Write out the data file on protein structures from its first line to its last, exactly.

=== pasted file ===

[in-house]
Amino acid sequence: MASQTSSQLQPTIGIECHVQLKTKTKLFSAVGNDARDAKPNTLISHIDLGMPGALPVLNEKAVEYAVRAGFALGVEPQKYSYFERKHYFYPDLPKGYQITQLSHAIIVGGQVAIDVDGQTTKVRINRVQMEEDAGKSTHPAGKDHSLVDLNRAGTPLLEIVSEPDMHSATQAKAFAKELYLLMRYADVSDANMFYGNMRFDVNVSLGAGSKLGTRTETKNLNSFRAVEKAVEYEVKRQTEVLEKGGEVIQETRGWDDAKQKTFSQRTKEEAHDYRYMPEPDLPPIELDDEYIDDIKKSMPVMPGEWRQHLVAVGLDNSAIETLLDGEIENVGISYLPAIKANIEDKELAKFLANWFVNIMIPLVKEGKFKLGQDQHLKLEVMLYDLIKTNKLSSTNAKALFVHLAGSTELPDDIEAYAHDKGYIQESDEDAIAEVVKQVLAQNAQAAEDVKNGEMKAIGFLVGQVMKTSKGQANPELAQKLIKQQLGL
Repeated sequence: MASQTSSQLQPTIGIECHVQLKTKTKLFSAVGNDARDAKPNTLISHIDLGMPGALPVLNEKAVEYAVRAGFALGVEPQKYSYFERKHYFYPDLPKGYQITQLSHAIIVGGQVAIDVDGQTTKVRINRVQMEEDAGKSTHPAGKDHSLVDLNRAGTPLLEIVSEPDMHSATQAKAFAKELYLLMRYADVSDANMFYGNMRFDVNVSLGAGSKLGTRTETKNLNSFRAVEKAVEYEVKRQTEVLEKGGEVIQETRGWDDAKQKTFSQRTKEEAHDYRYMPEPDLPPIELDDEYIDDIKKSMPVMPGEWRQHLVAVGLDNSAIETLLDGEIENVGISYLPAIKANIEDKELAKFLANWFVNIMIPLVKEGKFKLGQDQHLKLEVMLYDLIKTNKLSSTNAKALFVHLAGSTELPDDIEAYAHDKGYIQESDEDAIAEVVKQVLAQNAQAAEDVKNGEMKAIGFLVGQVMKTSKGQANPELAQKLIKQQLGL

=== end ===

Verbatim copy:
[in-house]
Amino acid sequence: MASQTSSQLQPTIGIECHVQLKTKTKLFSAVGNDARDAKPNTLISHIDLGMPGALPVLNEKAVEYAVRAGFALGVEPQKYSYFERKHYFYPDLPKGYQITQLSHAIIVGGQVAIDVDGQTTKVRINRVQMEEDAGKSTHPAGKDHSLVDLNRAGTPLLEIVSEPDMHSATQAKAFAKELYLLMRYADVSDANMFYGNMRFDVNVSLGAGSKLGTRTETKNLNSFRAVEKAVEYEVKRQTEVLEKGGEVIQETRGWDDAKQKTFSQRTKEEAHDYRYMPEPDLPPIELDDEYIDDIKKSMPVMPGEWRQHLVAVGLDNSAIETLLDGEIENVGISYLPAIKANIEDKELAKFLANWFVNIMIPLVKEGKFKLGQDQHLKLEVMLYDLIKTNKLSSTNAKALFVHLAGSTELPDDIEAYAHDKGYIQESDEDAIAEVVKQVLAQNAQAAEDVKNGEMKAIGFLVGQVMKTSKGQANPELAQKLIKQQLGL
Repeated sequence: MASQTSSQLQPTIGIECHVQLKTKTKLFSAVGNDARDAKPNTLISHIDLGMPGALPVLNEKAVEYAVRAGFALGVEPQKYSYFERKHYFYPDLPKGYQITQLSHAIIVGGQVAIDVDGQTTKVRINRVQMEEDAGKSTHPAGKDHSLVDLNRAGTPLLEIVSEPDMHSATQAKAFAKELYLLMRYADVSDANMFYGNMRFDVNVSLGAGSKLGTRTETKNLNSFRAVEKAVEYEVKRQTEVLEKGGEVIQETRGWDDAKQKTFSQRTKEEAHDYRYMPEPDLPPIELDDEYIDDIKKSMPVMPGEWRQHLVAVGLDNSAIETLLDGEIENVGISYLPAIKANIEDKELAKFLANWFVNIMIPLVKEGKFKLGQDQHLKLEVMLYDLIKTNKLSSTNAKALFVHLAGSTELPDDIEAYAHDKGYIQESDEDAIAEVVKQVLAQNAQAAEDVKNGEMKAIGFLVGQVMKTSKGQANPELAQKLIKQQLGL